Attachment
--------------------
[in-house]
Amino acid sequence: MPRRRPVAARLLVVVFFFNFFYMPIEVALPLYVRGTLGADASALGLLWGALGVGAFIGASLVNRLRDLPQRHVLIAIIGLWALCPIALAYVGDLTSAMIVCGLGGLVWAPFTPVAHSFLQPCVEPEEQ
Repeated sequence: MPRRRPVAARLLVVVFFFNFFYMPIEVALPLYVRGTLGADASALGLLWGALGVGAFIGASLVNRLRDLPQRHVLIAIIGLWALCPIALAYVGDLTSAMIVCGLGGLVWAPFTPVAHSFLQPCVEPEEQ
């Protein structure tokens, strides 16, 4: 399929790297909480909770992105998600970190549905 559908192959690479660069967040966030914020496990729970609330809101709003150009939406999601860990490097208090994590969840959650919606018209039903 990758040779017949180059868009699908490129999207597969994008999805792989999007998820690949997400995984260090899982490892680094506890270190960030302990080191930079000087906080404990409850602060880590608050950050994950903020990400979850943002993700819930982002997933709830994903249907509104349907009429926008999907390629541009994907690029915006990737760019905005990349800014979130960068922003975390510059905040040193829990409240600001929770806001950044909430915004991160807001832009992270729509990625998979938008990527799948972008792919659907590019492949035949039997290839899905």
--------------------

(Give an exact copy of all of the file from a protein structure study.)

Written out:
[in-house]
Amino acid sequence: MPRRRPVAARLLVVVFFFNFFYMPIEVALPLYVRGTLGADASALGLLWGALGVGAFIGASLVNRLRDLPQRHVLIAIIGLWALCPIALAYVGDLTSAMIVCGLGGLVWAPFTPVAHSFLQPCVEPEEQ
Repeated sequence: MPRRRPVAARLLVVVFFFNFFYMPIEVALPLYVRGTLGADASALGLLWGALGVGAFIGASLVNRLRDLPQRHVLIAIIGLWALCPIALAYVGDLTSAMIVCGLGGLVWAPFTPVAHSFLQPCVEPEEQ
């Protein structure tokens, strides 16, 4: 399929790297909480909770992105998600970190549905 559908192959690479660069967040966030914020496990729970609330809101709003150009939406999601860990490097208090994590969840959650919606018209039903 990758040779017949180059868009699908490129999207597969994008999805792989999007998820690949997400995984260090899982490892680094506890270190960030302990080191930079000087906080404990409850602060880590608050950050994950903020990400979850943002993700819930982002997933709830994903249907509104349907009429926008999907390629541009994907690029915006990737760019905005990349800014979130960068922003975390510059905040040193829990409240600001929770806001950044909430915004991160807001832009992270729509990625998979938008990527799948972008792919659907590019492949035949039997290839899905």